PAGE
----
Similarly, the frontrow has also been retained, while Itoje comes in for Kruis rather than Jones, whom he replaced after 48 minutes in the first test. Yet Kruis had an unexceptional 80 minutes, missing three tackles and conceding two penalties.

Once Gatland and co were of a mind to recall Warburton, despite being captain last Saturday, O’Mahony always seemed like the backrower most vulnerable. Aside from finishing off ‘that’ try, O’Brien had another big game and was the pack’s most dynamic carrier. Toby Faletau had a comparatively low key game, although he had a huge game defensively, and is credited with making 21 tackles.

Stander’s bigger energy levels and harder carrying have been preferred to O’Mahony’s greater athleticism and line-out skills for impact off the bench. The frontrow replacements remain the same, while as expected Courtney Lawes has been chosen ahead of Iain Henderson, who is perhaps the unluckiest player to miss out. Rhys Webb is joined by Te’o and Jack Nowell as the back replacements.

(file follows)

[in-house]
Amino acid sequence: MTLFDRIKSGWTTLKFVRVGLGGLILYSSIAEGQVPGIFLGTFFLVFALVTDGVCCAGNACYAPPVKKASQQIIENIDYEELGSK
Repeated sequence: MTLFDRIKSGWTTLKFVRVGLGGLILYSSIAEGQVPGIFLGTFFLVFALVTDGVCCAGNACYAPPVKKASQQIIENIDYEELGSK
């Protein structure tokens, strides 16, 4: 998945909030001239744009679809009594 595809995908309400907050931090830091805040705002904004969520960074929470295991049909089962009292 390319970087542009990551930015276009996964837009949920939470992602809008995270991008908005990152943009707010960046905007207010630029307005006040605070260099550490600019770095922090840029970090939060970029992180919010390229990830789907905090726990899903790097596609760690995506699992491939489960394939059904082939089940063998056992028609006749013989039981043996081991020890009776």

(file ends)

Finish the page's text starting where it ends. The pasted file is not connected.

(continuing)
British & Irish Lions: Liam Williams (Scarlets, Wales); Anthony Watson (Bath Rugby, England), Jonathan Davies (Scarlets, Wales), Owen Farrell (Saracens, England), Elliot Daly (Wasps, England); Johnny Sexton (Leinster, Ireland), Conor Murray (Munster, Ireland); Mako Vunipola (Saracens, England,) Jamie George (Saracens, England), Tadhg Furlong (Leinster, Ireland), Maro Itoje (Saracens, England), Alun Wyn Jones (Ospreys, Wales), Sam Warburton (Cardiff Blues, Wales, capt), Sean O’Brien (Leinster, Ireland), Taulupe Faletau (Bath Rugby, Wales).

Replacements: Ken Owens (Scarlets, Wales), Jack McGrath (Leinster, Ireland), Kyle Sinckler (Harlequins, England), Courtney Lawes (Northampton, England), CJ Stander (Munster, Ireland), Rhys Webb (Ospreys, Wales), Ben Te’o (Worcester Warriors, England), Jack Nowell (Exeter, England).